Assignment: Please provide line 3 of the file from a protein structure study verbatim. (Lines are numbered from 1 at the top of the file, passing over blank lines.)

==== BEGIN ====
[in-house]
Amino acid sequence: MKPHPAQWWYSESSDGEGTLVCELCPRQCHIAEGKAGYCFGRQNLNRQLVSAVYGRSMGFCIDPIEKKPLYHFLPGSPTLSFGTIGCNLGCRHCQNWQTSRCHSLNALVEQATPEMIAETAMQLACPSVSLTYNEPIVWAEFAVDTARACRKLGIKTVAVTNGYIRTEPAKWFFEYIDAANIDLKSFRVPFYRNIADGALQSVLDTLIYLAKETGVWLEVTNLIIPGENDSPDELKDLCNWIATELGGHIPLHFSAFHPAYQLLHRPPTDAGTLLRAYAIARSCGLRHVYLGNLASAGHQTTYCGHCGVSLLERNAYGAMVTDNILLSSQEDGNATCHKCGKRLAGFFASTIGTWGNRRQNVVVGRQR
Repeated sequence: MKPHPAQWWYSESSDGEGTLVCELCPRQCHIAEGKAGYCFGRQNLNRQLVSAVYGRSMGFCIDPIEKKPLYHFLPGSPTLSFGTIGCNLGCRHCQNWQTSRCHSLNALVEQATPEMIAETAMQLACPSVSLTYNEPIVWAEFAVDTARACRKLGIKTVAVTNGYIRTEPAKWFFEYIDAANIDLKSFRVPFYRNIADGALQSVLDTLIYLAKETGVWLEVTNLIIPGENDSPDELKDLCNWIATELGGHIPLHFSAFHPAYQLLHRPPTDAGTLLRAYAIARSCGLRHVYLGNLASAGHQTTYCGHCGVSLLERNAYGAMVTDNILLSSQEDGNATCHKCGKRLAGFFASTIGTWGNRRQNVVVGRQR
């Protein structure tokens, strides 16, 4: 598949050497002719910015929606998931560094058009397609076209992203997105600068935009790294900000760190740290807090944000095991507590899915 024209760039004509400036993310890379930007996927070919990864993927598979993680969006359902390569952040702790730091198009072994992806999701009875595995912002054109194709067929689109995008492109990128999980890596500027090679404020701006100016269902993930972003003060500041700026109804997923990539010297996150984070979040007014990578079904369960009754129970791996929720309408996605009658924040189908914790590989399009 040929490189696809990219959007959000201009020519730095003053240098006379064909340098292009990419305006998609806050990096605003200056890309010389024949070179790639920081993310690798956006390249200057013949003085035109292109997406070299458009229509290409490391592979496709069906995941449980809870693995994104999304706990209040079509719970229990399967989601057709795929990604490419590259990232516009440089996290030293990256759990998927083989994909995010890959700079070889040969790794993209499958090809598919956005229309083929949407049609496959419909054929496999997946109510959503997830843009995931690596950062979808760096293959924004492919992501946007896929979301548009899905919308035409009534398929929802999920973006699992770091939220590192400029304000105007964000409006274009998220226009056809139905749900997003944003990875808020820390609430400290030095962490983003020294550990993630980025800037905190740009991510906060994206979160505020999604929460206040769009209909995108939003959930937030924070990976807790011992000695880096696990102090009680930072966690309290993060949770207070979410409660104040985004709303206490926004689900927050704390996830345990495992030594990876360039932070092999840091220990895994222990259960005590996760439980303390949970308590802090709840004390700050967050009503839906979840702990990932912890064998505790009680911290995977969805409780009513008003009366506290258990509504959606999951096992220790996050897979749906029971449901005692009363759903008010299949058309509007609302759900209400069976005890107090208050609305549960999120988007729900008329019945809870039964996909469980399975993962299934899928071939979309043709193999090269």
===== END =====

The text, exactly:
Repeated sequence: MKPHPAQWWYSESSDGEGTLVCELCPRQCHIAEGKAGYCFGRQNLNRQLVSAVYGRSMGFCIDPIEKKPLYHFLPGSPTLSFGTIGCNLGCRHCQNWQTSRCHSLNALVEQATPEMIAETAMQLACPSVSLTYNEPIVWAEFAVDTARACRKLGIKTVAVTNGYIRTEPAKWFFEYIDAANIDLKSFRVPFYRNIADGALQSVLDTLIYLAKETGVWLEVTNLIIPGENDSPDELKDLCNWIATELGGHIPLHFSAFHPAYQLLHRPPTDAGTLLRAYAIARSCGLRHVYLGNLASAGHQTTYCGHCGVSLLERNAYGAMVTDNILLSSQEDGNATCHKCGKRLAGFFASTIGTWGNRRQNVVVGRQR